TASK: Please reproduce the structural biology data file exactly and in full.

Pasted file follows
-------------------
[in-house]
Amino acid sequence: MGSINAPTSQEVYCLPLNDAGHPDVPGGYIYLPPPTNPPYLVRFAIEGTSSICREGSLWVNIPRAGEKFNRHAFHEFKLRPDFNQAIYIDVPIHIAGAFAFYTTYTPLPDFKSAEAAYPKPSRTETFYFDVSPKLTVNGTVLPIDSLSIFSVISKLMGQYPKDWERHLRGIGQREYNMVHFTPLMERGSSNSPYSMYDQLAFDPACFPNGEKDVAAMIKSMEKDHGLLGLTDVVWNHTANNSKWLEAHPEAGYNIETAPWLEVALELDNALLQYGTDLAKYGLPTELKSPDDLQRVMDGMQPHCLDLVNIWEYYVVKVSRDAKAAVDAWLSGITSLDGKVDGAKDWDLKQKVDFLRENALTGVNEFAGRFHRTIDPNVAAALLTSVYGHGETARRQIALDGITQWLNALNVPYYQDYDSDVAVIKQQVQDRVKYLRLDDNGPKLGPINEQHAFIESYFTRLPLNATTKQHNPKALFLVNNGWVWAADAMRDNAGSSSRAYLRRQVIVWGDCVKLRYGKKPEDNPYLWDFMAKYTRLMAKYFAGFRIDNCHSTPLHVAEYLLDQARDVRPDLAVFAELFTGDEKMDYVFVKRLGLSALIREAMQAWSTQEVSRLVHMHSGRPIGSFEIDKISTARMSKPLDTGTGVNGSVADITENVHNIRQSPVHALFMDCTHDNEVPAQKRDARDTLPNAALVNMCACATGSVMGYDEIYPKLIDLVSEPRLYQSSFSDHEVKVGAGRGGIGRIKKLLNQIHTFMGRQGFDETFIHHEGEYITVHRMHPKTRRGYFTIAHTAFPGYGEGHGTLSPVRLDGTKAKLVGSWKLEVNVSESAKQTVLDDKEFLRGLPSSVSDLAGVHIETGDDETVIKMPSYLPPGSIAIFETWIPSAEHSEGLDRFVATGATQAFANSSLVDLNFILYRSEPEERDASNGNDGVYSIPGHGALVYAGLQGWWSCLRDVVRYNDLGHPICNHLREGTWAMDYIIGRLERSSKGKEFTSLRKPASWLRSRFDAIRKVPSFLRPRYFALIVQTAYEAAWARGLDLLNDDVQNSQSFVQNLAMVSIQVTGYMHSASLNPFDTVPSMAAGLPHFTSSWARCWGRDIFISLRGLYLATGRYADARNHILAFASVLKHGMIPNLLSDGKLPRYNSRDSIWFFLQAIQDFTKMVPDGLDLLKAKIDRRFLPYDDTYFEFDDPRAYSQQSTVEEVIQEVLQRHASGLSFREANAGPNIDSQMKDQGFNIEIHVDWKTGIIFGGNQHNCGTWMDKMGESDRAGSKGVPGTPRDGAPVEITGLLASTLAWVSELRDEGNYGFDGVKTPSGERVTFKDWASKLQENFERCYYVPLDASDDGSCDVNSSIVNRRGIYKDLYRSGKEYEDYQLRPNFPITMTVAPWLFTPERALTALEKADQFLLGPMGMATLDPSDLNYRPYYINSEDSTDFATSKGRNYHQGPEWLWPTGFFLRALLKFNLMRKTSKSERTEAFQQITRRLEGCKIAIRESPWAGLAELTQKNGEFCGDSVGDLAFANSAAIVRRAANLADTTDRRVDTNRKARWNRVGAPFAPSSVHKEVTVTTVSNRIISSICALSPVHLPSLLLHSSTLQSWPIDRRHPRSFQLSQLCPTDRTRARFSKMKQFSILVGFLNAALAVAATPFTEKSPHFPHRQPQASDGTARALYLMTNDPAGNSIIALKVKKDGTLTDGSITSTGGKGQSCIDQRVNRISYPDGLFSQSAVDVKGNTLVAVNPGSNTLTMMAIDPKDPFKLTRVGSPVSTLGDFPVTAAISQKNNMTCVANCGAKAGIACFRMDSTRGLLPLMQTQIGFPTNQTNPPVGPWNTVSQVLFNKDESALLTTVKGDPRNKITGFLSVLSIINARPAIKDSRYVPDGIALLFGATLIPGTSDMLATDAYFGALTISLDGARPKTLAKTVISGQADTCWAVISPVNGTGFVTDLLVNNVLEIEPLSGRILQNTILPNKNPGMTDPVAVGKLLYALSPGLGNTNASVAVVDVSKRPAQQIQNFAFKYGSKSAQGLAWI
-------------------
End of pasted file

[in-house]
Amino acid sequence: MGSINAPTSQEVYCLPLNDAGHPDVPGGYIYLPPPTNPPYLVRFAIEGTSSICREGSLWVNIPRAGEKFNRHAFHEFKLRPDFNQAIYIDVPIHIAGAFAFYTTYTPLPDFKSAEAAYPKPSRTETFYFDVSPKLTVNGTVLPIDSLSIFSVISKLMGQYPKDWERHLRGIGQREYNMVHFTPLMERGSSNSPYSMYDQLAFDPACFPNGEKDVAAMIKSMEKDHGLLGLTDVVWNHTANNSKWLEAHPEAGYNIETAPWLEVALELDNALLQYGTDLAKYGLPTELKSPDDLQRVMDGMQPHCLDLVNIWEYYVVKVSRDAKAAVDAWLSGITSLDGKVDGAKDWDLKQKVDFLRENALTGVNEFAGRFHRTIDPNVAAALLTSVYGHGETARRQIALDGITQWLNALNVPYYQDYDSDVAVIKQQVQDRVKYLRLDDNGPKLGPINEQHAFIESYFTRLPLNATTKQHNPKALFLVNNGWVWAADAMRDNAGSSSRAYLRRQVIVWGDCVKLRYGKKPEDNPYLWDFMAKYTRLMAKYFAGFRIDNCHSTPLHVAEYLLDQARDVRPDLAVFAELFTGDEKMDYVFVKRLGLSALIREAMQAWSTQEVSRLVHMHSGRPIGSFEIDKISTARMSKPLDTGTGVNGSVADITENVHNIRQSPVHALFMDCTHDNEVPAQKRDARDTLPNAALVNMCACATGSVMGYDEIYPKLIDLVSEPRLYQSSFSDHEVKVGAGRGGIGRIKKLLNQIHTFMGRQGFDETFIHHEGEYITVHRMHPKTRRGYFTIAHTAFPGYGEGHGTLSPVRLDGTKAKLVGSWKLEVNVSESAKQTVLDDKEFLRGLPSSVSDLAGVHIETGDDETVIKMPSYLPPGSIAIFETWIPSAEHSEGLDRFVATGATQAFANSSLVDLNFILYRSEPEERDASNGNDGVYSIPGHGALVYAGLQGWWSCLRDVVRYNDLGHPICNHLREGTWAMDYIIGRLERSSKGKEFTSLRKPASWLRSRFDAIRKVPSFLRPRYFALIVQTAYEAAWARGLDLLNDDVQNSQSFVQNLAMVSIQVTGYMHSASLNPFDTVPSMAAGLPHFTSSWARCWGRDIFISLRGLYLATGRYADARNHILAFASVLKHGMIPNLLSDGKLPRYNSRDSIWFFLQAIQDFTKMVPDGLDLLKAKIDRRFLPYDDTYFEFDDPRAYSQQSTVEEVIQEVLQRHASGLSFREANAGPNIDSQMKDQGFNIEIHVDWKTGIIFGGNQHNCGTWMDKMGESDRAGSKGVPGTPRDGAPVEITGLLASTLAWVSELRDEGNYGFDGVKTPSGERVTFKDWASKLQENFERCYYVPLDASDDGSCDVNSSIVNRRGIYKDLYRSGKEYEDYQLRPNFPITMTVAPWLFTPERALTALEKADQFLLGPMGMATLDPSDLNYRPYYINSEDSTDFATSKGRNYHQGPEWLWPTGFFLRALLKFNLMRKTSKSERTEAFQQITRRLEGCKIAIRESPWAGLAELTQKNGEFCGDSVGDLAFANSAAIVRRAANLADTTDRRVDTNRKARWNRVGAPFAPSSVHKEVTVTTVSNRIISSICALSPVHLPSLLLHSSTLQSWPIDRRHPRSFQLSQLCPTDRTRARFSKMKQFSILVGFLNAALAVAATPFTEKSPHFPHRQPQASDGTARALYLMTNDPAGNSIIALKVKKDGTLTDGSITSTGGKGQSCIDQRVNRISYPDGLFSQSAVDVKGNTLVAVNPGSNTLTMMAIDPKDPFKLTRVGSPVSTLGDFPVTAAISQKNNMTCVANCGAKAGIACFRMDSTRGLLPLMQTQIGFPTNQTNPPVGPWNTVSQVLFNKDESALLTTVKGDPRNKITGFLSVLSIINARPAIKDSRYVPDGIALLFGATLIPGTSDMLATDAYFGALTISLDGARPKTLAKTVISGQADTCWAVISPVNGTGFVTDLLVNNVLEIEPLSGRILQNTILPNKNPGMTDPVAVGKLLYALSPGLGNTNASVAVVDVSKRPAQQIQNFAFKYGSKSAQGLAWI